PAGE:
Our union, The Communications Workers of America, is facing challenges and looking for efficiencies. It was a telecom union. Now it’s an amalgamated union, representing a wide variety of industries and professions. With multiple “tribes,” any effort for efficiency will create tension. A purely political push for efficiency will produce division and anger.
When CWA sought merger partners, it knew it was changing the union. When AT&T was broken up like a puzzle in 1986 (the districts are the pieces) there was great concern for the future. Like any parent union, CWA expected it would absorb new partners into the ongoing operation. There was – and is – an assumption that geographic districts are the right way to run a union.
The merger partners came in with merger agreements that have been kept sacrosanct. Only the members of these sectors can modify merger agreements. Over the years, the Printing, Publishing, Media Workers Sector (PPMWS) amended their agreement, and recently its leadership entered into a negotiation to end the sector. This was based on the reality of having only 3,000 members: 2,000 active members and 1,000 retirees.
There are some sectors that don’t have protection through merger agreements, like T&T (Telecom and Tech) and the Public Sector. T&T includes Frontier Communications and the remaining portion of the Bell manufacturing division. The Public Sector has long had a VP and office, with a very small staff. These two sectors can be changed without member consent by the convention. Even this will cause great concern and tension.
For some time, there has also been a pressure within Telecom to treat it as more of a sector. Currently there is little coordination among Districts representing telecom workers, even when those districts are bargaining with the same employer, like AT&T. Some efforts are made, and the CWA Constitution requires that there be consultation in those bargaining situations, but nothing more.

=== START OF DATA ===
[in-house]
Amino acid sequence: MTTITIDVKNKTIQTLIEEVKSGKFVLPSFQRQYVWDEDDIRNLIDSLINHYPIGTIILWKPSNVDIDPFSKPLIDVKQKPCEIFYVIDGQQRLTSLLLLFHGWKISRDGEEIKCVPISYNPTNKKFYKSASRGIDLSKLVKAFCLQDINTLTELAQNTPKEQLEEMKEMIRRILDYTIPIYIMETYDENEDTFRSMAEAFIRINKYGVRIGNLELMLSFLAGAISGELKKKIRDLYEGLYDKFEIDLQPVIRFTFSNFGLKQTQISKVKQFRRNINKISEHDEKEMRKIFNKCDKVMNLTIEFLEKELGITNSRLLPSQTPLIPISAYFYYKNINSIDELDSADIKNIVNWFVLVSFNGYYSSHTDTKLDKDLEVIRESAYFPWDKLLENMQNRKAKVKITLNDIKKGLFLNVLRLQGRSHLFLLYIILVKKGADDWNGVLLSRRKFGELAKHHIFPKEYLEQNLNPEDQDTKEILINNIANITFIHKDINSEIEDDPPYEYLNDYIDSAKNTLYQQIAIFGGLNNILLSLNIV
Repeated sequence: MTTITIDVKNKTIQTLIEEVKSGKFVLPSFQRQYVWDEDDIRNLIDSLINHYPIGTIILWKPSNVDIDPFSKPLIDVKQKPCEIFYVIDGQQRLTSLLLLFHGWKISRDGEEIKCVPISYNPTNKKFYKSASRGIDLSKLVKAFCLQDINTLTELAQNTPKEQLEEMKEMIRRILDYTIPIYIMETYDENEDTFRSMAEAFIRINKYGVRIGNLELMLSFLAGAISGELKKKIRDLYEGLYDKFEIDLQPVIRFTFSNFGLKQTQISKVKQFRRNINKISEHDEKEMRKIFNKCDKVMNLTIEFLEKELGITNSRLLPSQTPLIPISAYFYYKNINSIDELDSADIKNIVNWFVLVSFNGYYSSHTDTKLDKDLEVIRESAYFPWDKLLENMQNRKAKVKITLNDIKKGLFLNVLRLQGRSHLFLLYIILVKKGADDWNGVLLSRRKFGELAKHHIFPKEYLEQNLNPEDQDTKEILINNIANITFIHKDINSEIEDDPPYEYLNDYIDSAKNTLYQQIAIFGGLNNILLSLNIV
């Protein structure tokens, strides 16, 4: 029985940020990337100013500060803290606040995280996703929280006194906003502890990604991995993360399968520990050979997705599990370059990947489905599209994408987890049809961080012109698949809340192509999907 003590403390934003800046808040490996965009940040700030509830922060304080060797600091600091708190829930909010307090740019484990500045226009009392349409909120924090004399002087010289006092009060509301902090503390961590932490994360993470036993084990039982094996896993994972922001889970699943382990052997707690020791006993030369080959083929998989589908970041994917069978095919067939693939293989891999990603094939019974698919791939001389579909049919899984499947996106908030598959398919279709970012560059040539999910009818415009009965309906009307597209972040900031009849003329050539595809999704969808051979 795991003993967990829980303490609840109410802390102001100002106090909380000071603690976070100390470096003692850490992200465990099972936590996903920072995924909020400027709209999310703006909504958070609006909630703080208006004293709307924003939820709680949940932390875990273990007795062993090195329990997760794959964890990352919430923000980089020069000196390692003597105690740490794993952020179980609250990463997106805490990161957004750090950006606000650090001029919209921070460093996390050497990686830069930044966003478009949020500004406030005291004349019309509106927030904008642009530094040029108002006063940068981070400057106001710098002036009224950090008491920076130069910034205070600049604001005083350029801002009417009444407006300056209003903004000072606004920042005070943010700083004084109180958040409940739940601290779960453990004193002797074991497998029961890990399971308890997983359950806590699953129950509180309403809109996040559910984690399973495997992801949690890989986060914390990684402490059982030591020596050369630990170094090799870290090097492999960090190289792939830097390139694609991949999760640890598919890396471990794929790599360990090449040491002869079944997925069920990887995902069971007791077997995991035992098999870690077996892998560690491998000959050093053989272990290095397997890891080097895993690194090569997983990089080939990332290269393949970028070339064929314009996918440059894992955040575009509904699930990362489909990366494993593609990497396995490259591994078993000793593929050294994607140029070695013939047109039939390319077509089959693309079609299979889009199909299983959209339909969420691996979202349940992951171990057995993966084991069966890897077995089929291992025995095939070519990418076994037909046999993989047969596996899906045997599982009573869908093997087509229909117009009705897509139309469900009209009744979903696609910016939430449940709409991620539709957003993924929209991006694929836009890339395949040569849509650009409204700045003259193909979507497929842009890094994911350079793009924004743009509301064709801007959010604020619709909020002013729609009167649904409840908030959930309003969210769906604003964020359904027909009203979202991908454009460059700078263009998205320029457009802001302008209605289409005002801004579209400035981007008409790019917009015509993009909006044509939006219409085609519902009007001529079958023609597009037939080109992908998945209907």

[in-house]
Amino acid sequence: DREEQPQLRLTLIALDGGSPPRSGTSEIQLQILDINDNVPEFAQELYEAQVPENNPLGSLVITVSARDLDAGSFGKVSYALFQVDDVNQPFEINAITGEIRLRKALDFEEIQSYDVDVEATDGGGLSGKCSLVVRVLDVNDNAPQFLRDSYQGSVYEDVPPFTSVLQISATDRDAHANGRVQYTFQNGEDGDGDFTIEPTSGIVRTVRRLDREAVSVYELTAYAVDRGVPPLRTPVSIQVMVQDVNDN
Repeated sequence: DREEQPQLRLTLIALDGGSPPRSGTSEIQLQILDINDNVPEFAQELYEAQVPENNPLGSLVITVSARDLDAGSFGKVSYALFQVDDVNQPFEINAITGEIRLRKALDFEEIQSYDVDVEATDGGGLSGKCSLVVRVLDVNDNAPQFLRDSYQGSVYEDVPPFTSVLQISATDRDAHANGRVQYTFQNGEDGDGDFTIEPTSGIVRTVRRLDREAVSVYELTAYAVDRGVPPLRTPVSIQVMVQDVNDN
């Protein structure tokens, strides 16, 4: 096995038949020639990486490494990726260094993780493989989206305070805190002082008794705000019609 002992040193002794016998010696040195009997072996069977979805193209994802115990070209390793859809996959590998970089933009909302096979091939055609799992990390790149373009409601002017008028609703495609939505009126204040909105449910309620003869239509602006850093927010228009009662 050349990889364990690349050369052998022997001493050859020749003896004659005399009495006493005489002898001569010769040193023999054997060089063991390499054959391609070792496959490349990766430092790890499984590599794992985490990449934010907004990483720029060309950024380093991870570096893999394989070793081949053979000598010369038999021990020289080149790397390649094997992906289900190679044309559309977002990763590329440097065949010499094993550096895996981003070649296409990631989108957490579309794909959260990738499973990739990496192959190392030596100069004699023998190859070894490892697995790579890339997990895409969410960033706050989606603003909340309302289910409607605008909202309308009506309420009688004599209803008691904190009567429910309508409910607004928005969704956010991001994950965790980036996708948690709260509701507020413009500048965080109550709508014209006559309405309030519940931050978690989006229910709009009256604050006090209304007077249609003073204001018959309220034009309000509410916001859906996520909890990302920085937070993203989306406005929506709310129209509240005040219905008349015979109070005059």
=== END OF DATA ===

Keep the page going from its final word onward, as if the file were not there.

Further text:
Sector leadership believes that industrial identity matters. We understand that new members organize into the union because they want to be part of a group of people like them. We negotiate better contracts when we work with others bargaining similar contracts. That’s why we fight to maintain sectors and a brand identity within CWA.
The argument for operating CWA as efficiently as possible is a good one. With fewer members in the union, we have less money and fewer resources. We need to use those resources efficiently in order to maintain good contracts, gain more members and build the movement. How we do it is the question.
I have argued that the union should conduct a strategic study done by an outside and objective group to help make the change based on facts, not pure political muscle. CWA has done this several times, as has the Guild and other merger partners.
A strategic study would help the union gather all the necessary facts and information it needs to create a fair plan for a sustainable future. It would help to generate new ideas and solutions. It would also require time and money, but change done this way is much more readily accepted because folks don’t feel jammed into solutions they had no role in creating.
There is a tension already built into having two different systems – one for the geographic districts and one for the industrial sectors. I’m guessing a study would call for fewer sectors and fewer districts. And I think there are legitimate ways to get there without losing industrial identity or geographic efficiency. Unfortunately, as of right now, there is no support on the CWA Executive Board for a study, but there may be an attempt at the July convention to legislate some structural changes, without the sort of deliberation I believe is necessary. If that happens, it’s likely everyone will regret it later.
There are better ways to create efficiencies and position ourselves for a more secure future.
Re-elect Bernie Lunzer as President of The NewsGuild sector of CWA so we can keep building the Guild.